Martin F., Gianinazzi-Pearson V., Hijri M., Lammers P., Requena N., Sanders I.R., Shachar-Hill Y., Shapiro H., Tuskan G.A., Young J.P., 2008. The long hard road to a completed Glomus intraradices genome. New Phytologist 180(4) pp. 747-750. [DOI] [Web of Science] [Pubmed]
Niculita Hélène, Hirzel A.H., 2008. Visualizing the gene order conservation among genomes with ChromoMapper. International Journal of Computational Intelligence in Bioinformatics and Systems Biology 1(2).
Niculita-Hirzel Hélène, Labbé J., Kohler A., le Tacon F., Martin F., Sanders I.R., Kües U., 2008. Gene organization of the mating type regions in the ectomycorrhizal fungus Laccaria bicolor reveals distinct evolution between the two mating type loci. New Phytologist 180(2) pp. 329-342. [DOI] [Web of Science] [Pubmed]
Niculita-Hirzel Hélène, Stöck M., Perrin N., 2008. A key transcription cofactor on the nascent sex chromosomes of European tree frogs (Hyla arborea). Genetics 179(3) pp. 1721-1723. [Document] [DOI] [Web of Science] [Pubmed]
Corradi N., Croll D., Colard A., Kuhn G., Ehinger M., Sanders I.R., 2007. Gene copy number polymorphisms in an arbuscular mycorrhizal fungal population. Applied and Environmental Microbiology 73(1) pp. 366-369. [Document] [DOI] [Web of Science] [Pubmed]
Hijri M., Niculita Hélène, Sanders I.R., 2007. Molecular characterization of chromosome termini of the arbuscular mycorrhizal fungus Glomus intraradices (Glomeromycota). Fungal Genetics and Biology 44(12) pp. 1380-1386. [DOI] [Web of Science] [Pubmed]
Koch A.M., Croll D., Sanders I.R., 2006. Genetic variability in a population of arbuscular mycorrhizal fungi causes variation in plant growth. Ecology Letters 9(2) pp. 103-110. [Document] [DOI] [Web of Science] [Pubmed]
Montchamp-Moreau C., Ogereau D., Chaminade N., Colard A., Aulard S., 2006. Organization of the sex-ratio meiotic drive region in Drosophila simulans. Genetics 174(3) pp. 1365-1371. [DOI] [Web of Science] [Pubmed]
Sanders I.R., 2006. Rapid disease emergence through horizontal gene transfer between eukaryotes. Trends in Ecology and Evolution 21(12) pp. 656-658. [DOI] [Web of Science] [Pubmed]
van der Heijden M.G., Streitwolf-Engel R., Riedl R., Siegrist S., Neudecker A., Ineichen K., Boller T., Wiemken A., Sanders I.R., 2006. The mycorrhizal contribution to plant productivity, plant nutrition and soil structure in experimental grassland. New Phytologist 172(4) pp. 739-752. [DOI] [Web of Science] [Pubmed]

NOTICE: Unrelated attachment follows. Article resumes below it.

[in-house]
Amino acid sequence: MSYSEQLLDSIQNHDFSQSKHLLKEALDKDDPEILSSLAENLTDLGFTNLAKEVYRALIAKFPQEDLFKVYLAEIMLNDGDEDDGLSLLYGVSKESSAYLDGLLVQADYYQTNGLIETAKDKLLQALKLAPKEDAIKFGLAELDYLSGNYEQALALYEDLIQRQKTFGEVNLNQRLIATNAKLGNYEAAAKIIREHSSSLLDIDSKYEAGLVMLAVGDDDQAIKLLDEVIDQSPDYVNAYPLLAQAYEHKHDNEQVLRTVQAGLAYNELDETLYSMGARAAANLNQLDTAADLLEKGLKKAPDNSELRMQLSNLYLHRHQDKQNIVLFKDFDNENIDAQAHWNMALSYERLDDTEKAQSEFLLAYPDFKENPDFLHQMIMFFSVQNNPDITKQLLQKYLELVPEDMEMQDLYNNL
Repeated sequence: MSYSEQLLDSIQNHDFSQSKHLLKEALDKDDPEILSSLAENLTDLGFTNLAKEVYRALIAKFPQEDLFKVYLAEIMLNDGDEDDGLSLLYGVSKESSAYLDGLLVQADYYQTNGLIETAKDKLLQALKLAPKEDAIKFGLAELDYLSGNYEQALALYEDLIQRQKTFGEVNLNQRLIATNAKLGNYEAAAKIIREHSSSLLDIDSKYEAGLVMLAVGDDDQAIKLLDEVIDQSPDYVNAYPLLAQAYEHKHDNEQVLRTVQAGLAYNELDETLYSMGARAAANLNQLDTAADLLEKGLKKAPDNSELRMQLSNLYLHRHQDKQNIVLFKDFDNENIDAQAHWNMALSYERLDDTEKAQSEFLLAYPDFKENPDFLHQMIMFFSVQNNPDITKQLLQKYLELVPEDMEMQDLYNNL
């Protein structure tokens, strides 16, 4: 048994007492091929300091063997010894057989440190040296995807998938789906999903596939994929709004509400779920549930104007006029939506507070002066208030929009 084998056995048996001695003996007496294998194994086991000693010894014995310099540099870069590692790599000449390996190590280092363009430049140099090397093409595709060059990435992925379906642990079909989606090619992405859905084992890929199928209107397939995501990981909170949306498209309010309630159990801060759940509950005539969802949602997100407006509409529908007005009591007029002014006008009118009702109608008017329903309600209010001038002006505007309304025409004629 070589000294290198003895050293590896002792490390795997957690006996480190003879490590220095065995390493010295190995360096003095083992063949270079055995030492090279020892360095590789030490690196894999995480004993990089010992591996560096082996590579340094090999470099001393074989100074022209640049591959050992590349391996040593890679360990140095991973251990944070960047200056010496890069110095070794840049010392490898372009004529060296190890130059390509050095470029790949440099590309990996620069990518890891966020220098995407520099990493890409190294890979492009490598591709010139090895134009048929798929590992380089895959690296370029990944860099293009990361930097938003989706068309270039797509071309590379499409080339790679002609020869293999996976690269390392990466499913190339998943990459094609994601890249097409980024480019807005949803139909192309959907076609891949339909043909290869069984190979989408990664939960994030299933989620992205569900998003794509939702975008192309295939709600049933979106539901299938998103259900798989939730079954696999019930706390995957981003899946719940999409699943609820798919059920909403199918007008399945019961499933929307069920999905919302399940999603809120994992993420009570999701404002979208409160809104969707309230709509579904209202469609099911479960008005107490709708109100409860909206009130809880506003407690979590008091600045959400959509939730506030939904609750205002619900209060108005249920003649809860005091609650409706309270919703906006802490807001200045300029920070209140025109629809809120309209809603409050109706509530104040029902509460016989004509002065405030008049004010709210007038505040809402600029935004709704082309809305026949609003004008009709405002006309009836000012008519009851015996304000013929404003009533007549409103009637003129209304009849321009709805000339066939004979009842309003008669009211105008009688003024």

Sanders I.R., 2005. Microbiology: conspirators in blight. Nature 437(7060) pp. 823-824. [DOI] [Web of Science] [Pubmed]
Corradi N., Hijri M., Fumagalli L., Sanders I.R., 2004. Arbuscular mycorrhizal fungi (Glomeromycota) harbour ancient fungal tubulin genes that resemble those of the chytrids (Chytridiomycota). Fungal Genetics and Biology 41(11) pp. 1037-1045. [Document] [DOI] [Web of Science] [Pubmed]
Koch A.M., Kuhn G., Fontanillas P., Fumagalli L., Goudet J., Sanders I.R., 2004. High genetic variability and low local diversity in a population of arbuscular mycorrhizal fungi. Proceedings of the National Academy of Sciences of the United States of America 101(8) pp. 2369-2374. [DOI] [Web of Science] [Pubmed]
Gandolfi A., Sanders I.R., Rossi V., Menozzi P., 2003. Evidence of recombination in putative ancient asexuals. Molecular Biology and Evolution 20(5) pp. 754-761. [DOI] [Web of Science] [Pubmed]
Jansa J., Mozafar A., Kuhn G., Anken T., Ruh R., Sanders I. R., Frossard E., 2003. Soil tillage affects the community structure of mycorrhizal fungi in maize roots. Ecological Applications 13(4) pp. 1164-1176. [DOI] [Web of Science]
Sanders I.R., 2003. Preference, specificity and cheating in the arbuscular mycorrhizal symbiosis. Trends in Plant Science 8(4) pp. 143-145. [DOI] [Web of Science] [Pubmed]
Sanders I.R., Koch A., Kuhn G., 2003. Arbuscular mycorrhizal fungi: genetics of multigenomic, clonal networks and its ecological consequences. Biological Journal of the Linnean Society 79(1) pp. 59-60. [Document] [DOI] [Web of Science]
van der Heijden M.G.A., Wiemken A., Sanders I.R., 2003. Different arbuscular mycorrhizal fungi alter coexistence and resource distribution between co-occurring plants. New Phytologist 157(3) pp. 569-578. [DOI] [Web of Science]
Hijri M., Redecker D., Petetot J.A., Voigt K., Wöstemeyer J., Sanders I.R., 2002. Identification and isolation of two ascomycete fungi from spores of the arbuscular mycorrhizal fungus Scutellospora castanea. Applied and Environmental Microbiology 68(9) pp. 4567-4573. [Document] [DOI] [Web of Science] [Pubmed]
Jansa J., Mozafar A., Anken T., Ruh R., Sanders I.R., Frossard E., 2002. Diversity and structure of AMF communities as affected by tillage in a temperate soil. Mycorrhiza 12(5) pp. 225-234. [DOI] [Web of Science] [Pubmed]
Sanders I.R., 2002. Ecology and evolution of multigenomic arbuscular mycorrhizal fungi. American Naturalist 160(Suppl. 4) pp. S128-S141. [DOI] [Web of Science] [Pubmed]
Sanders I.R., 2002. Specificity in the mycorrhizal symbiosis. pp. 415-437 in van der Heijden M.G.A., Sanders I.R. (eds.) Mycorrhizal ecology. Ecological studies 157. Springer-Verlag, Heidelberg.
van der Heijden M.G.A., Sanders I.R., 2002. Mycorrhizal ecology: synthesis and perspectives. pp. 441-456 in van der Heijden M.G.A., Sanders I.R. (eds.) Mycorrhizal ecology. Ecological Studies 157. Springer-Verlag, Heidelberg.
Kuhn G., Hijri M., Sanders I.R., 2001. Evidence for the evolution of multiple genomes in arbuscular mycorrhizal fungi. Nature 414(6865) pp. 745-748. [Document] [DOI] [Web of Science] [Pubmed]
Streitwolf-Engel R., van der Heijden M.G.A., Wiemken A., Sanders I.R., 2001. The ecological significance of arbuscular mycorrhizal fungal effects on clonal reproduction in plants. Ecology 82(10) pp. 2846-2859. [Document] [DOI] [Web of Science]